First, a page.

• Do not confuse this marking with the one you made in the beginning.
  • Maybe use a different color marker for both of them.
  • It may require more than one attempt to correctly identify the transition number.
  • Calculate the applied torque now using the equation/formula we had mentioned above.
  • This time you use the transition point marking and not the initial marking. For example, if the transition was at 25 inches, the torque is 500 pounds-inch or 250 kilos-inch.
  1. Correct this Change in Calibration Manually

Once you have found this, and if you were not able to adjust the difference by adjusting the tension inside the spring, you can also manually make the corrections using the above measurements.

  • You just have to divide the previous measurement with the transition point measure of torque.
  • This is called the correct factor.
  • Whenever you make a new measurement henceforward, just multiply this correction factor.
  • This will give you the correct setting you need for the torque wrench.
  • Although you can manually keep using this correction factor to make your measurements and change the settings, the torque wrench still needs to be calibrated somehow.
  1. Effectively Maintaining this New Calibration

Once the calibration is done, you can do various things to maintain this new calibration. If you were unable to do that using the screwdriver and spring tension, then you have to try something else to get that done. There are methods and simple usage instructions that can avoid the drift in its internal spring and extend the time between the wrench needs re-calibration.

  • For time being keep using this correction factor.
  • In order to further prolong the lifetime of your torque wrench, you need to keep checking their calibration.
  • Every wrench, no matter the quality, will eventually begin to show some slack and get away from the factory calibration.
  • Keep in mind to always return the scale to zero every time after you have used the torque wrench.
  • Since the maintained force can cause the spring to extend, bringing the scale to zero ensures that it is in neutral condition after use.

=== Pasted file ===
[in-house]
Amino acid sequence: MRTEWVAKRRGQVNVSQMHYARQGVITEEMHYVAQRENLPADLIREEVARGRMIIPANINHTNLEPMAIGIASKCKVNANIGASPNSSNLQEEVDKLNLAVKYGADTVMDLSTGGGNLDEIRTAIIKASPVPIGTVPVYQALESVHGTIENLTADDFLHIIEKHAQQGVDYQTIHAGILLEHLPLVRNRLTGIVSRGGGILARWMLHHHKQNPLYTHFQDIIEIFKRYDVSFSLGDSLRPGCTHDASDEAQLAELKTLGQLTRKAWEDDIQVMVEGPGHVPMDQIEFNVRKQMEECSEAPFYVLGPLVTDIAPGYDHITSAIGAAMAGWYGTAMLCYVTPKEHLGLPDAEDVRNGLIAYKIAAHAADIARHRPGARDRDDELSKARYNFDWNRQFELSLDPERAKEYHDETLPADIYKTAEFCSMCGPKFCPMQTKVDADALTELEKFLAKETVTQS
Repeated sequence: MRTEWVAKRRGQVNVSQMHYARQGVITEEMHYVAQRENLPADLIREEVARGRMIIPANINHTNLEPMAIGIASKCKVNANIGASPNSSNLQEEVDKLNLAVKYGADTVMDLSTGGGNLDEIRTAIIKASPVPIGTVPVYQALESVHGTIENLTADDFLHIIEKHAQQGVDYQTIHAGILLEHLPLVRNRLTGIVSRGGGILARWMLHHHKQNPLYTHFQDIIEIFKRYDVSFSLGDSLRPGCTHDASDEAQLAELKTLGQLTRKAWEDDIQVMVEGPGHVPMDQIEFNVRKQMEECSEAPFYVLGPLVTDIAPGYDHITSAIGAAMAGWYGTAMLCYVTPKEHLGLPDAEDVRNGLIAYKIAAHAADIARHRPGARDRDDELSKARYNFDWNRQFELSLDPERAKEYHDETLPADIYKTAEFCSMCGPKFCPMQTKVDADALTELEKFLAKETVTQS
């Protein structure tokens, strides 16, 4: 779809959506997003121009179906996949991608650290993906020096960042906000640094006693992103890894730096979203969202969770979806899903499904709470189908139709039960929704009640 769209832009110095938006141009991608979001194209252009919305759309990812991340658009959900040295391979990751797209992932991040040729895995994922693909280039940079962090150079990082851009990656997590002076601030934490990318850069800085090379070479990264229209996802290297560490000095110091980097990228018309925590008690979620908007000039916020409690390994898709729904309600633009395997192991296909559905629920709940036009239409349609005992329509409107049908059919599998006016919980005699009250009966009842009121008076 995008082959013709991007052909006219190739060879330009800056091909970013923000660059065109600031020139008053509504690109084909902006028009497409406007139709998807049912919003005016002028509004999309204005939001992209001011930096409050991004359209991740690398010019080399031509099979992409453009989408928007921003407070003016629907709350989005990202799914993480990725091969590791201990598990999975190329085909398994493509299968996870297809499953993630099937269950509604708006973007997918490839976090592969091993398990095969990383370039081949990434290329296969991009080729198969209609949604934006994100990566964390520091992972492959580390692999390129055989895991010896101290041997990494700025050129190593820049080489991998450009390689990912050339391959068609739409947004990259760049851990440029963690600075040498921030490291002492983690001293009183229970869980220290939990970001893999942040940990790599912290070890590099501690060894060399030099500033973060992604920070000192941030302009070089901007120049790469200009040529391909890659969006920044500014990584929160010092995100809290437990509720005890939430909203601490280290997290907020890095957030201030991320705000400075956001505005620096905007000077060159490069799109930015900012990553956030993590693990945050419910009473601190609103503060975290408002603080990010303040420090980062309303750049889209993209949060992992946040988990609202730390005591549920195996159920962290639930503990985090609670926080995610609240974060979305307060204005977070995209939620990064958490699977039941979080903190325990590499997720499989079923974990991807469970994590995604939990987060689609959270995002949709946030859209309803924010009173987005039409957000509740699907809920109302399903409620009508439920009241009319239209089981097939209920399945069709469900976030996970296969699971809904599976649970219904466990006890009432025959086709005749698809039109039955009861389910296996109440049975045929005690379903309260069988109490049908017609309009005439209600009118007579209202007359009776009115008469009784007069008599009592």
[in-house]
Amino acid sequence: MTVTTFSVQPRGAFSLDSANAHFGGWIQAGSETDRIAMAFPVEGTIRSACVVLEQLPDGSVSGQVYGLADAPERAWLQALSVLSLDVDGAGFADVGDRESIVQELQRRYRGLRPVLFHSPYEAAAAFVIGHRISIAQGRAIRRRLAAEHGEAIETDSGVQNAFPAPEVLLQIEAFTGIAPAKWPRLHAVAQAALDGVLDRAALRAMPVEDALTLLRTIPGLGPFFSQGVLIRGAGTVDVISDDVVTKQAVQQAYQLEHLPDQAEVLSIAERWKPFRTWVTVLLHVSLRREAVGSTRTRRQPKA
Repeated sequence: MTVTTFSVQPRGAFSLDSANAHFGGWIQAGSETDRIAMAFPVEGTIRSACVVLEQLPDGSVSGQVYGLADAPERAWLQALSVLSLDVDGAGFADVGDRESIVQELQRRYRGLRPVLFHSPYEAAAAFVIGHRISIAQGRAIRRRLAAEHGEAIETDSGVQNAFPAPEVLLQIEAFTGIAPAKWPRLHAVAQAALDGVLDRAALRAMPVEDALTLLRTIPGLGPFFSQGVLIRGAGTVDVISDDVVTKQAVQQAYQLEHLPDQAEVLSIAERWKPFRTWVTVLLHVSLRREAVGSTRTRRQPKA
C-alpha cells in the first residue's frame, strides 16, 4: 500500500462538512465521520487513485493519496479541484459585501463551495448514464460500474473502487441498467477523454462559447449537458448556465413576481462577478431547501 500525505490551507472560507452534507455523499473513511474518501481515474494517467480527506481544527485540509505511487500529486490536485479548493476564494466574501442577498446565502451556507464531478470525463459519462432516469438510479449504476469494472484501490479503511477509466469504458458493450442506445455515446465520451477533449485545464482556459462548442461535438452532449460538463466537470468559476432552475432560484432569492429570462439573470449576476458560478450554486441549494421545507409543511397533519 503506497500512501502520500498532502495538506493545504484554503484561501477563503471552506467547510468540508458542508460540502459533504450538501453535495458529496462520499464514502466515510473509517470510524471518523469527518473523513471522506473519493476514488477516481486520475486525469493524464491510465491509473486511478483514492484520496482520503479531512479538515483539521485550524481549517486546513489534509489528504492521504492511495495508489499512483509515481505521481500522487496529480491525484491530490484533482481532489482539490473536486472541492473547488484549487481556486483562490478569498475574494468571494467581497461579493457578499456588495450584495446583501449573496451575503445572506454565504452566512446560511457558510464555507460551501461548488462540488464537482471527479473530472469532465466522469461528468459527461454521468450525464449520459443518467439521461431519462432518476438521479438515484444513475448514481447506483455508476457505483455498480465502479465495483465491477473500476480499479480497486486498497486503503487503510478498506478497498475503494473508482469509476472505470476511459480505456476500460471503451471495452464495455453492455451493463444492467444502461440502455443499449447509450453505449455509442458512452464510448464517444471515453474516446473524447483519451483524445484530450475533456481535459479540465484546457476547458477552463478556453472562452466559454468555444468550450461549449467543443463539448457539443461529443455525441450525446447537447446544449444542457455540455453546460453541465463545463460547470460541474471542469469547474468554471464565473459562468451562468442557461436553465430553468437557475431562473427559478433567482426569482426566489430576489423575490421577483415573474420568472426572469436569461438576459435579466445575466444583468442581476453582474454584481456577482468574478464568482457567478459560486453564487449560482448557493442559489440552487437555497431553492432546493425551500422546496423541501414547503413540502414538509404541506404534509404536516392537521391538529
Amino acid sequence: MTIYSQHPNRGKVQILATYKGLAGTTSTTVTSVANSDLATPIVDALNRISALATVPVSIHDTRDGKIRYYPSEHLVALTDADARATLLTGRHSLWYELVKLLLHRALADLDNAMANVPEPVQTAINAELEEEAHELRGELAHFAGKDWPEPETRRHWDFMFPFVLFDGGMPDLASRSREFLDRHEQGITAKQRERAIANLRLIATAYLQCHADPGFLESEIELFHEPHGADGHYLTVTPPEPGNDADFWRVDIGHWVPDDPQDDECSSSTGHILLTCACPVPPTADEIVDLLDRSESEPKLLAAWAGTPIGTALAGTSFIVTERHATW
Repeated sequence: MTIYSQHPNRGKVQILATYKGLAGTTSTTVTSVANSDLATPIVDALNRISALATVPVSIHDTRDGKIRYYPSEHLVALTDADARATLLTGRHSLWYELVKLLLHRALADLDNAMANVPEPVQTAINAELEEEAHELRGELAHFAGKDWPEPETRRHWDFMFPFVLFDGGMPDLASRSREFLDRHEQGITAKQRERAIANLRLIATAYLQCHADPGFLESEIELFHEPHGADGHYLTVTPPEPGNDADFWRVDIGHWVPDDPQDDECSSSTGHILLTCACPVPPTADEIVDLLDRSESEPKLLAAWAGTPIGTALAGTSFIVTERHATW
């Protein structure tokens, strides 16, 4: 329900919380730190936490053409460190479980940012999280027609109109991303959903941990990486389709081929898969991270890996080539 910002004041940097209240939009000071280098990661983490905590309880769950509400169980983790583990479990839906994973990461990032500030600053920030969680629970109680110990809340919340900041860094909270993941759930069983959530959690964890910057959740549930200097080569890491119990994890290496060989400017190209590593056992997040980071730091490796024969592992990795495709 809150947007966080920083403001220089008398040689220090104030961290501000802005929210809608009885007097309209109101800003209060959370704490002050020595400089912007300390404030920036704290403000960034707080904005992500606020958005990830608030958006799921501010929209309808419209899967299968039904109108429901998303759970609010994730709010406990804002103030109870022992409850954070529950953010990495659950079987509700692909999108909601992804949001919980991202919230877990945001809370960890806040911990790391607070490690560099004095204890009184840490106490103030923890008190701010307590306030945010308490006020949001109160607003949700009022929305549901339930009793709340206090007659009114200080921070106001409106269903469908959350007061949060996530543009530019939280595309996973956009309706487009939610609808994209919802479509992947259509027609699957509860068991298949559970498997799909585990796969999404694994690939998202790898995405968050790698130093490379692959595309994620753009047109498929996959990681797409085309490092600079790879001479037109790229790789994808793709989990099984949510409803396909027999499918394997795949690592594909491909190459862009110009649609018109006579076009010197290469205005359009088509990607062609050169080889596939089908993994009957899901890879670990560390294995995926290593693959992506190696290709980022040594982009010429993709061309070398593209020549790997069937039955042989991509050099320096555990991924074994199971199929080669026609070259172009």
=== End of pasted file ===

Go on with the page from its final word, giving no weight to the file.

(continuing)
1. Don’t Drop Them or Abuse Them

Whenever you are using the torque wrench use a firm grip on it. It is unknowingly dropping it on hard surfaces due to poor handling increases the possibility of affecting tool’s calibration. Also, do the same for storing the tool so that it does not fall and effect itself.

  • Do not use torque in place of hammer or lever.
  • Avoid banging the torque wrench for certain application, even for a short time.
  • Using this for a breaker bar or a different type of wrench, apart from its intended application also directly affects its calibration.
  • It should always be used for testing the specific torque requirements in your task.
  • It is a fragile instrument and does not treat this as an all-purpose mechanical tool like many people.


  • When testing for the calibration make sure not to slide your weight but lift it up always and then resting it again on the handle.
  • The torque is often also divided by 12 for there are 12 inches to make 30 cms.
  • All torque wrenches will need to be calibrated regularly, but using them properly can help to maintain their settings and improve their life.

Some torque wrenches even break when they face a fall or dropped casually.

Can you calibrate your own torque wrench?

However, torque wrenches need to be calibrated regularly to make sure they‘re giving accurate readings. While it may be best to take your torque wrench to a professional for calibrations, you can do a pretty good job of keeping your torque wrench accurate by calibrating it at home.

How much does it cost to calibrate a torque wrench?

The simple answer is “Anywhere from $25 to $200.” But in truth, the answer is a bit more complicated than you might expect, with a few different variables in play. Start by determining the capacity of the wrench.

How do you check the calibration accuracy of a torque wrench?

How do you calibrate a torque stick?